What Taking Children Seriously means to me—the freedom to make mistakes

“When I remember… occasions from my childhood [when I was coerced], I recognise the rightness of non-coercion, and it spurs me on to keep doing my best to provide a more conducive environment for my grandchildren—one in which they have the freedom to make mistakes.”
– Peter Corteen


Until recently I had not heard of ‘Taking Children Seriously’ with its general theme of non-coercion, but I had had many experiences that had already collectively brought me to conclusions that resonated strongly with this non-coercive approach to being with children.

Thinking back, probably my first experience of a non-coercive teacher, or maybe better to say guide, was Mr Brooker who taught art in the 6th form of the grammar school I attended. He was far less coercive than I had been used to. He would talk to us about the history of art and then give us free rein when it came to the practical aspect and would merely make suggestions as he went around the class perusing our work. I remember how disappointed and saddened he looked after the head Xaverian brother of the school obliged him to remove the full-length abstract female nude that some of his students had painted on the front door to the art rooms: Catholic school or not, it was after all the Woodstock era for teenagers around the world!

I am a parent of a child who is now an adult with two young children of his own. My granddaughter is just three years old and my grandson is just over one. When we raised our son our approach was very much informed by the experiences we had had from being students together on a lengthy teacher-training course about the Alexander Technique. If you have never heard of it, it is a system of re-education focused on improving a person’s ability to move around and be in the world in a free and open way. On the face of it some might say it is about posture but that would be to overlook the importance of attitude and mood in the face of our everyday habitual ways of doing things. A fellow student once said that she saw Alexander Technique as a means of self-expression.

One thing that we realised pretty soon on the course was that coercion was antithetical to the aims of the Alexander Technique: you cannot be open and free under coercion and you cannot learn properly under coercion. Naturally we wanted to raise our son with these ideas in mind and, in general, we did not stand in the way of him doing what he wanted, and we tried to encourage him in that. We never told him to say thank you, and we didn’t smack him or otherwise punish him. Many times we fell short of our ideals but nevertheless those were the ideas that we were drawn to and returned to.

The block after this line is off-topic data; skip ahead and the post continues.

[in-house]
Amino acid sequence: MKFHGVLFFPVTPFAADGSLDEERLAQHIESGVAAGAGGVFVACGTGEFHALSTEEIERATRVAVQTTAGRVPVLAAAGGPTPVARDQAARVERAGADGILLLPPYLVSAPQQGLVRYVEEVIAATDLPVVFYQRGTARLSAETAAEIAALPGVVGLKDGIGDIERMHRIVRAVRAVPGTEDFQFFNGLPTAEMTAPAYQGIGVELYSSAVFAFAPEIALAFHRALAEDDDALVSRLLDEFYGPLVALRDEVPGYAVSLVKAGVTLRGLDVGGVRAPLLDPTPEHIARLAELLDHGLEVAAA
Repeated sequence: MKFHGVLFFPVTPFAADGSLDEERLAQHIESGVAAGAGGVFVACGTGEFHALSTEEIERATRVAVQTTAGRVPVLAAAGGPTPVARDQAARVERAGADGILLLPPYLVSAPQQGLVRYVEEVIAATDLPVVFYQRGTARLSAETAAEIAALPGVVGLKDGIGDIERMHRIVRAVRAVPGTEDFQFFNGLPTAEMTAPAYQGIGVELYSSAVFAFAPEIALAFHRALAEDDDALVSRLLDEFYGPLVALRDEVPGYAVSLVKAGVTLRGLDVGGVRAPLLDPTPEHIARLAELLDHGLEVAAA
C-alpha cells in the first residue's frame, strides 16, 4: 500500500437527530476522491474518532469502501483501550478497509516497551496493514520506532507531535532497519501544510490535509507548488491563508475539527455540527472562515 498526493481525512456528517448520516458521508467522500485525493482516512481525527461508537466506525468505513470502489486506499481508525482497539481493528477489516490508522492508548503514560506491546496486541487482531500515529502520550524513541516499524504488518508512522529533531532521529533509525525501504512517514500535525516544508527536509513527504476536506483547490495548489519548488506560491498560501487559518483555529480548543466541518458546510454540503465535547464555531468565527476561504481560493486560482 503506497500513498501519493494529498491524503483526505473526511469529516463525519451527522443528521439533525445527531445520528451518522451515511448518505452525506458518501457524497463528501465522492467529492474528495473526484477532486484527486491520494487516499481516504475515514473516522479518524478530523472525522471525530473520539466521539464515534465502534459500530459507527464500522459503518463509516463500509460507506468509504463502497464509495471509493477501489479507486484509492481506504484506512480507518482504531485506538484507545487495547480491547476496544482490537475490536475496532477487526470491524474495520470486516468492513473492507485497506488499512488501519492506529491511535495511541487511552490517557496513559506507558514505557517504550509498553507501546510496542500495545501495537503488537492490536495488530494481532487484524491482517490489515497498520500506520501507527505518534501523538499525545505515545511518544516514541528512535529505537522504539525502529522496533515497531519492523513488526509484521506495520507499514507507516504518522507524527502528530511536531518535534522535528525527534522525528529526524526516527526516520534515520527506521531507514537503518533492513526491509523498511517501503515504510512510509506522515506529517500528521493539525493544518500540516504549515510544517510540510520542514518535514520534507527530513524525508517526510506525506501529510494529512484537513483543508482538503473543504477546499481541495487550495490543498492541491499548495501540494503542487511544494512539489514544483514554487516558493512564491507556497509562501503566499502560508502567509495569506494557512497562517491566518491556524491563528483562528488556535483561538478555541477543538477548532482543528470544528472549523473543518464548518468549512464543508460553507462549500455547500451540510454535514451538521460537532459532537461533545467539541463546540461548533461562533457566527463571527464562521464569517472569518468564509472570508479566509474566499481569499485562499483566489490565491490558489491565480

Due to the pandemic I did not see my granddaughter for most of her first year. She was very shy with me at first—maybe she saw the tension in me, for I was anxious that she would like me or at least not be scared of me. So I stood back and allowed her to get used to me in her own time. Pretty soon we were playing with her toys together and laughing and playing hide and seek. It was a marvellous and uplifting feeling to know that such a young person could enjoy being with me and laugh with me.

We parents and grandparents tend always to be looking to notice when our children learn something new: the first time they smile, their first word, when they take their first steps. But we should be wary of this kind of thinking, because it risks making children self-conscious and pushes them to learn things they might not find interesting. Such thinking on our part puts an undesirable expectation on the child: “How is she doing? Is she hitting the milestones at the right time? Is she late learning this? Look how clever my child is, learning that so early.”

Taking children seriously allows them to do as they want without interference and with our support and involvement in ways they want. That’s a tall order because parents feel responsible for their children, we want to help our children and save them from harmful mistakes, yet it’s inevitable that both parents and children will have accidents and make mistakes. But as parents or grandparents, we should take heart from the old maxim that we only learn from our mistakes. I used to say that to my students of the Alexander Technique but the same applies to both adults and children including very young children.